AHAs, or alpha hydroxy acids, are other great options; examples include glycolic acid, lactic acid, and citric acid. They help to exfoliate dead skin cells on the surface of your skin to promote an even, smooth, and glowing complexion.
Growth factors are another retinol alternative that can "increase collagen and elastin, thicken skin, and improve tone and texture," says Dr. King. "There are some plant-based engineered options that have been well tested and shown to be effective. Some plant-based options use a humanlike epidermal growth factor that is made in bioengineered barley seeds, and studies have shown that it is effective in increasing skin thickness."
So now that you know what ingredients to look out for, what are the best retinol alternatives on the market? Dr. King breaks down her favorites, as well as why they make the cut, ahead.
The Best Retinol Alternatives: Carter + Jane The Everything Oil Sleep Repair Mask
Carter + Jane's The Everything Oil Sleep Repair Mask ($98) contains cold-pressed oils from avocado, sweet almond, and prickly pear, plus aloe vera, which all work to deeply hydrate, Dr. King says. "They have antioxidant and anti-inflammatory properties as well."
Most importantly, the oil contains bakuchiol, which studies show provides a pseudoretinol effect of antiaging and skin brightening.
The Best Retinol Alternatives: The Ordinary Buffet Signs of Aging Serum
The star ingredient in The Ordinary's Buffet Signs of Aging Serum ($17) is its peptide complexes combined with a "probiotic complex in a base of hyaluronic acid and amino acids," Dr. King says. "This serum also contains glycerin, allantoin, urea, and castor oil. Urea and glycerin are great humectants to hydrate the skin, while allantoin heals, soothes, and protects, as well as stimulates the growth of healthy skin tissue. Castor oil, which is rich in fatty acids, is anti-inflammatory, antimicrobial, hydrating, and moisturizing."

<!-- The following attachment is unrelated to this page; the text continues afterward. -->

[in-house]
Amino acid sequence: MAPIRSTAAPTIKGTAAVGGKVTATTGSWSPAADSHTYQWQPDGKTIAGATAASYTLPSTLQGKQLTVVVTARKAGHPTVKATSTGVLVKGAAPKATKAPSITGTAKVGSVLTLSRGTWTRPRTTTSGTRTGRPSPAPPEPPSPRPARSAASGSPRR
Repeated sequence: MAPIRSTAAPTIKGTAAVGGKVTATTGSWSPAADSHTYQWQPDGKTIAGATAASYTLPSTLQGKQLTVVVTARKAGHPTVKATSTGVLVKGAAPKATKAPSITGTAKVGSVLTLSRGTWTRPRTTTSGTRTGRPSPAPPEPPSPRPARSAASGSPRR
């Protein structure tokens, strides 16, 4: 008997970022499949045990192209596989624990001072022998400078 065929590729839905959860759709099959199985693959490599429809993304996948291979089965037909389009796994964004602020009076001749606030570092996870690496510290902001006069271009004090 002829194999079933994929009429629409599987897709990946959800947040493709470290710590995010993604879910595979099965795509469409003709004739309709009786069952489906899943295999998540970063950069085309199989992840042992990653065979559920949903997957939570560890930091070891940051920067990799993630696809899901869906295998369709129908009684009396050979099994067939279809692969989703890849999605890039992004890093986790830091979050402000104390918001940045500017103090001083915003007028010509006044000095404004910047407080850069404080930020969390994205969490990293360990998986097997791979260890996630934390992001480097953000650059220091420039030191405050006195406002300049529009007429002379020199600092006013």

The Best Retinol Alternatives: Melé Even Tone Post Cleanse Tonic
The Melé Even Tone Post Cleanse Tonic ($20) is an alcohol-free toner that contains lactic acid — an alpha hydroxy acid — to gently exfoliate and hydrate, as well as vitamin C to brighten. "This product is great particularly for people with melanated skin who are concerned with dark spots," Dr. King says.
The Best Retinol Alternatives: Maelove The Glow Maker
"The Maelove Glow Maker ($30) features hyaluronic acid as well as vitamin C, vitamin E, and ferulic acid to help stabilize the serum's antioxidant properties," Dr. King says. The ferulic acid in this serum is key, as the ingredient's stabilization properties are what help the antioxidants in the serum remain effective, which in turn helps the serum to be more efficacious in helping to prevent the signs of aging.
The Best Retinol Alternatives: Melé Dew the Most Sheer Moisturizer SPF 30
Melé's Dew the Most Sheer Moisturizer SPF 30 ($11) contains vitamin E and other moisturizing ingredients, as well as niacinamide, which improves skin tone and texture. Sun protection and niacinamide? An unbeatable combination.